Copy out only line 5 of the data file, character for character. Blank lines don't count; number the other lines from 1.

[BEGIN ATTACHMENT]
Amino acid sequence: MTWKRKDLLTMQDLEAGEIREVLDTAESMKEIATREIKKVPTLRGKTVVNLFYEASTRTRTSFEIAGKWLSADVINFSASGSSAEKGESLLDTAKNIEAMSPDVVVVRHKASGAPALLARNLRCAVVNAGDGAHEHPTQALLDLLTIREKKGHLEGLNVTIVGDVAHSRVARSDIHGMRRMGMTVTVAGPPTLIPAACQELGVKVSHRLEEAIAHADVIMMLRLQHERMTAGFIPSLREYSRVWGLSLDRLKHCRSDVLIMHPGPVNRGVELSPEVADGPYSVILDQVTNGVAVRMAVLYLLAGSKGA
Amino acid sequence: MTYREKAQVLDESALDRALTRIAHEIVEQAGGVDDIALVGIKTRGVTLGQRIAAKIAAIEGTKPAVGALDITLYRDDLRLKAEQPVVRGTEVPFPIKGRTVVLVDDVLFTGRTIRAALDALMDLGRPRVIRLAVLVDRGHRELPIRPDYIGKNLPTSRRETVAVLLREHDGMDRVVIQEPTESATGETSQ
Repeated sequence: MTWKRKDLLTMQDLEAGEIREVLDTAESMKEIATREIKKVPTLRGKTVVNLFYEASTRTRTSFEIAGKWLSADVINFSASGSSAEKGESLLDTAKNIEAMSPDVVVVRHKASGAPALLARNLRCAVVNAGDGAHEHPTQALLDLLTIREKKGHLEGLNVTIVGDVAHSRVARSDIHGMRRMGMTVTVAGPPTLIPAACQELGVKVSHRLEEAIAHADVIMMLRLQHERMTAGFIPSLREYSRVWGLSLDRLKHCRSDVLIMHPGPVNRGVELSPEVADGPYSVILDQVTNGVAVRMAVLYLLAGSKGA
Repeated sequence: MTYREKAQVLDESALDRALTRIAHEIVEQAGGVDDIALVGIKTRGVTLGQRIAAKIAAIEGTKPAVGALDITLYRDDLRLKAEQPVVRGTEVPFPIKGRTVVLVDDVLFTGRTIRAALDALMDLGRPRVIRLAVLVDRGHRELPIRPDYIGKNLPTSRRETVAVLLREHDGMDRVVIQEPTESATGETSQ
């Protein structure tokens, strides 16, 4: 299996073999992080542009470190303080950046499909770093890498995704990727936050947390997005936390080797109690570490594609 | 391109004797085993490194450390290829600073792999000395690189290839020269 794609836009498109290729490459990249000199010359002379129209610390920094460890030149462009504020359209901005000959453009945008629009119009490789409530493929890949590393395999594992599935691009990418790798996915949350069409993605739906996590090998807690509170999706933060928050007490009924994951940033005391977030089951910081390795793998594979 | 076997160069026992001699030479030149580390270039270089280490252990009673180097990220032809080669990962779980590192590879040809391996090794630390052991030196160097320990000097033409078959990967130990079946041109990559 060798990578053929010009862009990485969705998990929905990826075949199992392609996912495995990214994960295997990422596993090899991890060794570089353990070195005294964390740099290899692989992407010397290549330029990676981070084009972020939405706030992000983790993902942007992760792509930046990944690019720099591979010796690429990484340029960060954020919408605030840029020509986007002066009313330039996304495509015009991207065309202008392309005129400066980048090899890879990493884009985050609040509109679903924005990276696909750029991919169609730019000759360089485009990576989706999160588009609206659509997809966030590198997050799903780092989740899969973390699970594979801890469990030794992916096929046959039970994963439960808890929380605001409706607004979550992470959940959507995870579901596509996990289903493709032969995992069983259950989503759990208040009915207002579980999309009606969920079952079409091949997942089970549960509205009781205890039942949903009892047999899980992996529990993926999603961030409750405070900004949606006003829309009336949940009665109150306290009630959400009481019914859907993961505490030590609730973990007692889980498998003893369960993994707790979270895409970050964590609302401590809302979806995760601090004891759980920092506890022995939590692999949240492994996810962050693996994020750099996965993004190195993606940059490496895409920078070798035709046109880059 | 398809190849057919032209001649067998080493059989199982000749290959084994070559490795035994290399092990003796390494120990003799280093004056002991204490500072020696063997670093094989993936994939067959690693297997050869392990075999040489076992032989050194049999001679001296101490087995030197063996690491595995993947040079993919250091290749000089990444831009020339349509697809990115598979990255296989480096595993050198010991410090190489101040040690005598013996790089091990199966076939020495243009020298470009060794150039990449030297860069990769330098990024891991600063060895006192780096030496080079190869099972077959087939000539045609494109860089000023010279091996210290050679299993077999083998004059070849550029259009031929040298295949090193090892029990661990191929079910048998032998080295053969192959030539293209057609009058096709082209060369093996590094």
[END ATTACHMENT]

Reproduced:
């Protein structure tokens, strides 16, 4: 299996073999992080542009470190303080950046499909770093890498995704990727936050947390997005936390080797109690570490594609 | 391109004797085993490194450390290829600073792999000395690189290839020269 794609836009498109290729490459990249000199010359002379129209610390920094460890030149462009504020359209901005000959453009945008629009119009490789409530493929890949590393395999594992599935691009990418790798996915949350069409993605739906996590090998807690509170999706933060928050007490009924994951940033005391977030089951910081390795793998594979 | 076997160069026992001699030479030149580390270039270089280490252990009673180097990220032809080669990962779980590192590879040809391996090794630390052991030196160097320990000097033409078959990967130990079946041109990559 060798990578053929010009862009990485969705998990929905990826075949199992392609996912495995990214994960295997990422596993090899991890060794570089353990070195005294964390740099290899692989992407010397290549330029990676981070084009972020939405706030992000983790993902942007992760792509930046990944690019720099591979010796690429990484340029960060954020919408605030840029020509986007002066009313330039996304495509015009991207065309202008392309005129400066980048090899890879990493884009985050609040509109679903924005990276696909750029991919169609730019000759360089485009990576989706999160588009609206659509997809966030590198997050799903780092989740899969973390699970594979801890469990030794992916096929046959039970994963439960808890929380605001409706607004979550992470959940959507995870579901596509996990289903493709032969995992069983259950989503759990208040009915207002579980999309009606969920079952079409091949997942089970549960509205009781205890039942949903009892047999899980992996529990993926999603961030409750405070900004949606006003829309009336949940009665109150306290009630959400009481019914859907993961505490030590609730973990007692889980498998003893369960993994707790979270895409970050964590609302401590809302979806995760601090004891759980920092506890022995939590692999949240492994996810962050693996994020750099996965993004190195993606940059490496895409920078070798035709046109880059 | 398809190849057919032209001649067998080493059989199982000749290959084994070559490795035994290399092990003796390494120990003799280093004056002991204490500072020696063997670093094989993936994939067959690693297997050869392990075999040489076992032989050194049999001679001296101490087995030197063996690491595995993947040079993919250091290749000089990444831009020339349509697809990115598979990255296989480096595993050198010991410090190489101040040690005598013996790089091990199966076939020495243009020298470009060794150039990449030297860069990769330098990024891991600063060895006192780096030496080079190869099972077959087939000539045609494109860089000023010279091996210290050679299993077999083998004059070849550029259009031929040298295949090193090892029990661990191929079910048998032998080295053969192959030539293209057609009058096709082209060369093996590094």